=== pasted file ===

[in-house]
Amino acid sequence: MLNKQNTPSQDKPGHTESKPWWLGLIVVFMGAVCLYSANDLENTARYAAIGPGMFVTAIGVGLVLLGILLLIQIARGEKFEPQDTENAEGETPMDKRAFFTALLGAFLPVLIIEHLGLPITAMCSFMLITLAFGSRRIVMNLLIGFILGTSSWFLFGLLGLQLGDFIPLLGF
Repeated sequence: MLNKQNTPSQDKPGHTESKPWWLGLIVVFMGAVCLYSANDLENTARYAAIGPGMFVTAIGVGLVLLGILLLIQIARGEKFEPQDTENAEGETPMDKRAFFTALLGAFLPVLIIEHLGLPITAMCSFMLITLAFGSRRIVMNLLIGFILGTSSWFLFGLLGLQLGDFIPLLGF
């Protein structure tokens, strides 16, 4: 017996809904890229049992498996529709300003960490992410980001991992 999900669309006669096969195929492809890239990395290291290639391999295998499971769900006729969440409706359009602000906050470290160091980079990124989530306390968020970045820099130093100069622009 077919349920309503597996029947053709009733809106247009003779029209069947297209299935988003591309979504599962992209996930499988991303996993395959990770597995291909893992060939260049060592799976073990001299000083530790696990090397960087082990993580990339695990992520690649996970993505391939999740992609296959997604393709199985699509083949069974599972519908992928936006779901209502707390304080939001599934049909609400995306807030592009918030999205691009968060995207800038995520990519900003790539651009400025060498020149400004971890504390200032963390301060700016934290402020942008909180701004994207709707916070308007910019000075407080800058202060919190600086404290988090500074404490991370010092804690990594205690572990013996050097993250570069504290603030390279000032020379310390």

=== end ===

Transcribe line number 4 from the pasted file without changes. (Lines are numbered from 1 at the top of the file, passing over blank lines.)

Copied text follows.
């Protein structure tokens, strides 16, 4: 017996809904890229049992498996529709300003960490992410980001991992 999900669309006669096969195929492809890239990395290291290639391999295998499971769900006729969440409706359009602000906050470290160091980079990124989530306390968020970045820099130093100069622009 077919349920309503597996029947053709009733809106247009003779029209069947297209299935988003591309979504599962992209996930499988991303996993395959990770597995291909893992060939260049060592799976073990001299000083530790696990090397960087082990993580990339695990992520690649996970993505391939999740992609296959997604393709199985699509083949069974599972519908992928936006779901209502707390304080939001599934049909609400995306807030592009918030999205691009968060995207800038995520990519900003790539651009400025060498020149400004971890504390200032963390301060700016934290402020942008909180701004994207709707916070308007910019000075407080800058202060919190600086404290988090500074404490991370010092804690990594205690572990013996050097993250570069504290603030390279000032020379310390």